We’ve talked a little in the past about what it means to be intelligent.
Computers are really amazing machines. Their level of complexity is something we just take for granted. At the most fundamental level, computers just execute a predetermined set of instructions like:
- take this web page and display it like this
- add these two numbers together
- when the door opens, turn on the lights
- given these two addresses, and this huge set of map data, find me the shortest route to get there
Using the last example, we can even get machines to make corrections when you make a wrong turn. Your GPS system can reroute you based on another set of rules.
Through sophisticated algorithms a machine can even take a set of these wrong turns and refine the way it presents and responds to your mistakes. It could, for example, start letting you know about your next turn earlier if you are predisposed to missing the turns. This happens fairly easily if we add a piece of code to look for this behavior and respond to it.
This isn’t the same as being intelligent.
Things that are “alive” can take mistakes or unexpected circumstances and not only respond to them but make entirely new models of how to deal with things. If you are sitting in the passenger seat of a car and giving the driver directions and the driver always misses turns, you create a new response to giving them directions on the fly. You are not pre-programmed to look for this error. In effect, you write yourself a new piece of code to deal with this.
A machine is not intelligent until you separate it from it’s programming. It needs to be able to learn from it’s mistakes. It would do this by being able to write it’s own code, building on it’s existing programming and knowing how to make additions or changes to itself.
The long development cycle of a human makes a great comparison to building an intelligent machine.
When you are born, you have “basic programming”. Your heart knows how to beat, your immune system works, you can breathe, and cry, and eat, but you don’t even know how to use your hands. You progress to using your body to get you around, then you develop simple language skills. Then over the rest of your development you reprogram yourself constantly, learning from mistakes and reinforcing things you learn that are correct.
This process is the holy grail of Artificial Intelligence. You build a machine that is capable of dynamically reprogramming itself based on it’s “experiences” over time. It starts off like an infant and then needs to spend time learning and making mistakes.
After it “grows up” we can give it the keys to the nuclear arsenal and it can proceed to destory us. Or maybe I’ve been reading too much SciFi. One of those.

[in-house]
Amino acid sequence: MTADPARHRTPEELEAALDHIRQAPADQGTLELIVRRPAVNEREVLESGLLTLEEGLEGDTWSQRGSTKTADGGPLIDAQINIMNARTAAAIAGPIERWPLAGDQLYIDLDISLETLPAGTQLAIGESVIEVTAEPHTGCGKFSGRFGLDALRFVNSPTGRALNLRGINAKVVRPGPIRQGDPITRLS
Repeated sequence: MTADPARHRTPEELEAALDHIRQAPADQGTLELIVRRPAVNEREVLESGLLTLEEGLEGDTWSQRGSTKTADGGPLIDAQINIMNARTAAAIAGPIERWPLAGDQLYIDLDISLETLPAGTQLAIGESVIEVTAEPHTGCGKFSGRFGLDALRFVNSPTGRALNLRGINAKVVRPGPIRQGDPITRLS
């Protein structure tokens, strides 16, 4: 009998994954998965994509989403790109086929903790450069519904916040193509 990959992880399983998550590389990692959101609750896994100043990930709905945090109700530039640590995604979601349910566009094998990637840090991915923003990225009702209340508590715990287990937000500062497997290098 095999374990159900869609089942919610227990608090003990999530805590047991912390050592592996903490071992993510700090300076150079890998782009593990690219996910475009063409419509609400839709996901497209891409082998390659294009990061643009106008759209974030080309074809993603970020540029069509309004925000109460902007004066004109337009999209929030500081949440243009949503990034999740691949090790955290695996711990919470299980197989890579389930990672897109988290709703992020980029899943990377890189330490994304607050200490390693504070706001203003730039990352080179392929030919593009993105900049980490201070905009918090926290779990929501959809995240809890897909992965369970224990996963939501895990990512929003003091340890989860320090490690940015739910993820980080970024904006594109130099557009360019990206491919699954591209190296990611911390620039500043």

Good article. But I'd like to point out that a machine can not and will never be able to be truly intelligent. As you say, “a machine is not intelligent until you separate it from its programming.” But in order to run, a machine always needs programming. Whether it's implemented in hardware or by software, the programming is what makes it run. Even if a machine is writing its own software, it's following a program that tells it how to write the new software. So ultimately a machine is always just following orders that were given to it by a human. Machines will never be able to perform certain human thought characteristics such as the ability to have a spontaneous thought (i.e. an independent thought — independent of its programming). As I'm sure you know, no one has ever been able to get a computer program to generate a truly random number. There's no way to do it, because a computer program by definition cannot be spontaneous. Therefore it cannot be truly imaginative, creative, etc. In other words, it cannot “think outside the box” unless it's programmed to think things that appear to be outside the box, but then it's not really outside the box, is it?So a machine is doomed to always run solely as a program, with every new “thought” coming from a calculation of past data and programs. The fact that it can calculate vast amounts of data very quickly, and that it can mimic some human “thought” processes does not make it intelligent. It can be made to appear intelligent, but that's not the same thing as actually being intelligent and definitely not self-aware.That doesn't mean artificial intelligence can't progress a long way and do some interesting things. But it does mean that machines will never become more capable than their creators, unless the human race becomes too degraded and handicapped by putting too much emphasis on worshiping and serving the machines — but that would be the choice of the humans, not the will of the machines.
Excellent points.I would argue that the separation from it's programming is in fact possible. If it can reprogram itself, it should be able to analyze how the algorithm that allows it to reprogram itself to be copied, a separate runtime created and tested to see if the changes to it's core will work to the outcome it desires. This doesn't fit what we would be able to fit into present programming models but in concept makes sense.The human brain is a programmable bio electric machine, it reprograms itself all the time. We know the reprogramming model exists so we should be able to recreate the process somewhere else.